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When scent is absent - living with congenital anosmia

 

September 4, 2019 | View PDF

Courtesy Photo Dia Kline (left) and Wendy Winterbourn at the launch party for “The Untitled Woman.”

Dia Kline has known since age four that she experiences the world differently than most people do, but it wasn’t until her mid-30s that the Niwot writer and comedian had a formal diagnosis for her lifelong inability to smell—a condition so rare that even a veteran otolaryngologist didn’t believe what he was seeing.

“He looked at me like I was a unicorn or the chupacabra—like some magical, mythical being that is sitting in his office,” she recalled. “He told me ‘I’ve done this for 35 years, and I’ve never seen a congenital anosmic. You don’t exist’.” 

That may be true of chupacabra and its cryptid friends, but congenital anosmia definitely exists and, while not a debilitating condition, it can be a misunderstood one. Recently, Kline shared an account of what life is like for people born without a sense of smell in “The Untitled Woman,” a newly published book that takes readers “through the journeys of 24 women and their true stories.”  

“My essay is not written from the point of view of ‘less-than’ or ‘poor me’,” Kline said of her contribution to the project, which was spearheaded by Wendy Winterbourne, a Denver-based producer and talent manager. “It’s written from the point of view of ‘here’s a funny thing, and this is how I embrace it.’ It’s uplifting and humorous, and I think oftentimes our stories of differences and overcoming can be a little more melancholy.”

Kline’s life with congenital anosmia is far from melancholy, but it does have its trials. Her condition is not just rare—estimates put its incidence in the general population at 1 in 10,000—it is also untreatable and largely invisible to others. There are no outward signs or symptoms to manage, no pain, and she doesn’t use a “smelling-nose dog.” Kline simply doesn’t notice the many scents and odors lurking all around us, often to the surprise and frustration of onlookers. 

“That started a lifelong and incredibly unhelpful mantra of ‘just breathe in through your nose and smell’,” Kline said, recalling the time long ago when she told her disbelieving parents she couldn’t smell the pasta sauce simmering on the stove. “We don’t go up to blind people, and put an orange in front of their face, and say, ‘just open your eyes and look’.”

To be sure, there are real dangers associated with anosmia, most notably, the inability to detect “warning odors” such as smoke, gas, or spoiled food. Then, too, are the practical challenges of managing everyday household and personal odors, which can lead to awkward or embarrassing social encounters.

However, trying to convince others that she can’t smell what they’re smelling, no matter how pungent or pervasive, has long been the greatest source of exasperation for Kline. Even family members and longtime friends often trivialize or forget she has the condition.

“I’ve had people try to “stink me out”—overscent something or hide something to see if I would react,” she said. “Fumes can still make me sick, and that’s a very dangerous game.” 

She also faces a lot of what she termed “mansplaining” about what she can and can’t taste. Though the two senses are complementary, taste buds aren’t impacted by congenital anosmia, and Kline has no complaints about how she experiences food.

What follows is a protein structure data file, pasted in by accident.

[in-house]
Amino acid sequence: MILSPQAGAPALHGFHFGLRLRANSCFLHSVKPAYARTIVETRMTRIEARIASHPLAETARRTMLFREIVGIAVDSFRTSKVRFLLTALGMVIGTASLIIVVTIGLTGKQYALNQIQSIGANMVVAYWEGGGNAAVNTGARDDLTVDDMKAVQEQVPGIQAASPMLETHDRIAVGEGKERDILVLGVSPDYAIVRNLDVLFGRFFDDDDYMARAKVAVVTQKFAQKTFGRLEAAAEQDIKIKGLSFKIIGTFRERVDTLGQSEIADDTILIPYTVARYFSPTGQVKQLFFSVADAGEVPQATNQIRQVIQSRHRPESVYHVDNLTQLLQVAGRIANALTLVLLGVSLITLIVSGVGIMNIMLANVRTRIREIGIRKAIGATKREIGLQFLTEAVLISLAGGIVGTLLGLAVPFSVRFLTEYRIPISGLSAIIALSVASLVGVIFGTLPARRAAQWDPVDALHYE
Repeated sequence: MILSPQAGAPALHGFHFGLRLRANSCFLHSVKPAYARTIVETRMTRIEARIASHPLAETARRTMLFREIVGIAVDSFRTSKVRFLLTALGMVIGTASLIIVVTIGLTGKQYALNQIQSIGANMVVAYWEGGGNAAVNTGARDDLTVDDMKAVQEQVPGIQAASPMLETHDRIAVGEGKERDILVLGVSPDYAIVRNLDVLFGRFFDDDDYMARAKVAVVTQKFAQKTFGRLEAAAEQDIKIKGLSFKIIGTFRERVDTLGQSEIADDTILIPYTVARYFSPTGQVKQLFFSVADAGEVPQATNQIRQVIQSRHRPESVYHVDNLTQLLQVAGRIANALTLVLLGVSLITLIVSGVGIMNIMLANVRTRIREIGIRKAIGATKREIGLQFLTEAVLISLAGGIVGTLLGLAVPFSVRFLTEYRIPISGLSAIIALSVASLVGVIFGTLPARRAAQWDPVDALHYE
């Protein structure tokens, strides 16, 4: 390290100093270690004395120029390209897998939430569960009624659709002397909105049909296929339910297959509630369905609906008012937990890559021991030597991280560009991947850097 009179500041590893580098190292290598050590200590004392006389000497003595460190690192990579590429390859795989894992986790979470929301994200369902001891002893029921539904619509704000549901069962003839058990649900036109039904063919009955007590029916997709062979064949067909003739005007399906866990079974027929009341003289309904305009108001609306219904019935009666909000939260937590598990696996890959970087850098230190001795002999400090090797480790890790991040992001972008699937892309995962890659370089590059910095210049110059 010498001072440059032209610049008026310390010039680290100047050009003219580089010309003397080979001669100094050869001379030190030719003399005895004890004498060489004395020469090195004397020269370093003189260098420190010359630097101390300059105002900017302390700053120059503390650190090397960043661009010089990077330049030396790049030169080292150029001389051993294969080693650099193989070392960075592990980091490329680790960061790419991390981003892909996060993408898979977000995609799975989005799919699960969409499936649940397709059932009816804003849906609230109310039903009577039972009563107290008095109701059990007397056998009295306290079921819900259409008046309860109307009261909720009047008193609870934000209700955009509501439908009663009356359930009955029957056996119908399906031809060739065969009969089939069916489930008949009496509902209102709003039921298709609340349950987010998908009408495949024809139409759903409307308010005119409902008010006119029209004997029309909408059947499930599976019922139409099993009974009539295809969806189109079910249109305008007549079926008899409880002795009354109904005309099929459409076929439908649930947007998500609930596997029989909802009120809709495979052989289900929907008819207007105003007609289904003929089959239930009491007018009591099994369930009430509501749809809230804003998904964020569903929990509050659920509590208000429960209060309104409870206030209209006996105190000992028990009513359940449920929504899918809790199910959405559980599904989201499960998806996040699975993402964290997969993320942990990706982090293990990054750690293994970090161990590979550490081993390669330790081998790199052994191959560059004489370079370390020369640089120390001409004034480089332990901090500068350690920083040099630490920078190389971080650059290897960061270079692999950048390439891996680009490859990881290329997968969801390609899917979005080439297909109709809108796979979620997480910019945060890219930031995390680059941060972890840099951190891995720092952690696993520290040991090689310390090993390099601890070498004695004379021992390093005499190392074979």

“Recall the box of 96 Crayola crayons, with the sharpener on the back,” she said. “You were living large if you got that with your back-to-school supplies. That is a normal person’s sense of taste. Mine is like the 12-pack generic RoseArt. I have it, I use it, but I don’t get any olfactory help. A person with normal smell and I will eat the same stew, and I will comment on the larger notes of it, while they’re going to say ‘I love the rosemary in this’.”

Luckily, Kline has escaped many of the emotional and mental challenges experienced by other anosmics, particularly those with the acquired form of the condition. Accounting for 97 percent of all cases, this form is most often caused by sinonasal diseases or head trauma, and is potentially treatable with drugs or surgery. These anosmics often report symptoms of anhedonia (loss of pleasure), disordered eating, and social isolation due to their loss of smell. 

“I am an anomaly,” Kline said. “I am one of the small percent of anosmics who are not depressed, who don’t get angry, and who aren’t offended. A lot of anosmics and a lot of congenital anosmics put an awful lot of energy and emphasis on sadness.”

While Kline doesn’t judge her fellow anosmics for this reaction, she has made a concerted effort to avoid the same path.

Courtesy Photo Dia Kline (second from left) visits with her co-subjects at the launch party for the “The Untitled Woman,” held last month in Denver.

“Yes, it’s a disability, and it is life-threatening, and it is life-interruptive. It can take the joy away from life, but only if you let it. ... It is a deficit, but it could be so much worse.”

“The Untitled Woman” was published in August and is available online at Barnes & Noble (https://bit.ly/2knXJ61). To learn more about Kline and her life with anosmia, visit her website ezjolife.com and follow her on Facebook (facebook.com/ezjolife), Instagram (@ezjolife), Twitter (@ezjolife), and YouTube. Last month, Kline was interviewed for an episode of The Smell Podcast, available at iTunes, Stitcher, Spotify, and many other more. On Oct. 26, she will be appearing at The RBJ Variety Show at La Vita Bella Cafe (471 Main St, Longmont)

 

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